Our current helicopter focus is on the updated Ka-50 for DCS: World Black Shark and DCS: Mi-24P Hind. Both projects are progressing well.
The Ka-50 update will consist of new functions such as Igla air-to-air missiles and missile warning systems with infrared missile jamming systems in addition to a substantial graphics overhaul. While new cockpit functions will be part of a paid upgrade, the entirely new and improved cockpit and external model will be available for free. In addition to a graphics overall and new features, we will also take this opportunity to clean up any remaining bugs in the Ka-50.
The Mi-24P is the next helicopter we are bringing to DCS World, created by the same the same team behind the DCS: Mi-8MTV2. This iconic attack helicopter will feature both front and back seat cockpits (including network and coop play). We are confident that it will be the most realistic simulation of the Mi-24P ever created and will add more outstanding game play for DCS World. Jatka lukemista
The I-16 was a Soviet, monoplane fighter developed during the 1930s inter-war years. It was innovative for its time with a low-wing cantilever design and retractable landing gear. It was the USSR’s primary fighter at the start of World War 2 where it primarily battled the Bf 109 Emil. In addition to the Second World War, the I-16 was also used in the Spanish Civil War and the second Sino-Japanese War.
The I-16 type 24 was powered by an M-63 radial engine that gave it a top speed of 462 kph. The aircraft was armed with four 7.62 ShKAS machine guns. In total, 7,000 single seat versions of this famous fighter were built.
The I-16 is a fun and interesting aircraft and further grows our stable of warbirds. This aircraft is particularly interesting when flown in virtual reality. Jatka lukemista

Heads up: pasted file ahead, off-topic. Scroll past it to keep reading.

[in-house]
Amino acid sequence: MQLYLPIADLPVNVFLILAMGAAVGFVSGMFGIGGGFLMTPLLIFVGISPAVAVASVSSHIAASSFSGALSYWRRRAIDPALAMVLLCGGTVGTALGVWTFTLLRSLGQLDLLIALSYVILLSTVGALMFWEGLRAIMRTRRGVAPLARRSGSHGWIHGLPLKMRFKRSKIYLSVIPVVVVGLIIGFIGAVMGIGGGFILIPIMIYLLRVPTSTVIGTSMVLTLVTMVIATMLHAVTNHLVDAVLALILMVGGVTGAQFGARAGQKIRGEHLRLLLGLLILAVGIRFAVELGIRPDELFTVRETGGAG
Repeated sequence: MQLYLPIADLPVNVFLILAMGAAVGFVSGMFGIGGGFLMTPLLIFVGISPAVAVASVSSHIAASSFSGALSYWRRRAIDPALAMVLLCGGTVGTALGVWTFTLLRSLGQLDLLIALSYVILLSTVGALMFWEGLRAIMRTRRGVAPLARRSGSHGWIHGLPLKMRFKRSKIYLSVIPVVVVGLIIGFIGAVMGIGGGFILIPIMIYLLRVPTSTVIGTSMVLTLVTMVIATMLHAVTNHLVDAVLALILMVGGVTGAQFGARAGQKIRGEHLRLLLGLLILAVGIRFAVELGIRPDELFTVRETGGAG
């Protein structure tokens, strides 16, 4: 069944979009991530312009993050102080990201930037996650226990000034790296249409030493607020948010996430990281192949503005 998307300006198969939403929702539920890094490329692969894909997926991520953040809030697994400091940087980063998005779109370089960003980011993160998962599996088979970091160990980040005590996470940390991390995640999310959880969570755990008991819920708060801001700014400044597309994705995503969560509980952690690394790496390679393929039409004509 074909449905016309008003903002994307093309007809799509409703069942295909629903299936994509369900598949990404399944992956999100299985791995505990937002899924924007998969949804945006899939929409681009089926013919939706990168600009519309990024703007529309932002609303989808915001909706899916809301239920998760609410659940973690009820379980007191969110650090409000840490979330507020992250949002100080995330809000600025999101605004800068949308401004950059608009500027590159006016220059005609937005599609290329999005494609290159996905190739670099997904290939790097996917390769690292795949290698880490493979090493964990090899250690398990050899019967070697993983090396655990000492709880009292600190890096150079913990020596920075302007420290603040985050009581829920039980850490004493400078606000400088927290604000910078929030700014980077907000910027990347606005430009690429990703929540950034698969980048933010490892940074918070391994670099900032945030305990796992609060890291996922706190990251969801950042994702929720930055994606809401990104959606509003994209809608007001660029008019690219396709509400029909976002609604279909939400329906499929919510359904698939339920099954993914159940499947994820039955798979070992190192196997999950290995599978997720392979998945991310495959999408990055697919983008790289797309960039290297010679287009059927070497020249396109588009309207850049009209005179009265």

Damage Model Progress Update
Our new damage model is currently being implemented and tuned to the specifics of each of our internally developed WWII aircraft in DCS World. Each aircraft has unique hydraulics, pneumatic and electrical systems, materials and kinematics. As a result, the predicted damage depends on the type and location of impact will vary substantially. The internal effect such as coolant or oil temperature variation, loss of pressure, loss of control or other effects should, in turn, generate the corresponding predicted the internal and/or external visual effect.
Our AI aircraft will also be tuned appropriately and this work is ongoing. We have also added some great tools for testing the damage model on our internal builds. With these tools, we can track the trajectory of hits, shrapnel and damage suffered. In the attached screenshot, you can see the result of a testing session with a Me-109K-4 vs some Flak fire. In the X-ray log window, you can see how different hits make their way into and in some cases through the aircraft. In one instance, an object enters the left tail and stops in the right tail. While the graphical representation isn’t the exact location, on the aircraft you will see damage entering at this location, but not exiting on the other side. In another case, you can see objects entering the wing tip, and exiting the middle of the wing. Again, the damage would show on both sides of the wing, based on objects entering and exiting it. As well, you can see how an object entered one Ammo Box, severed the ammo belts on 2 guns, as well as severing a fuel line before stopping in a second ammo box. If you were to use those guns, you would run out of ammo before the indicators showed you did. You can see by the log data that we track the path of the object, the material and/or items passing through it.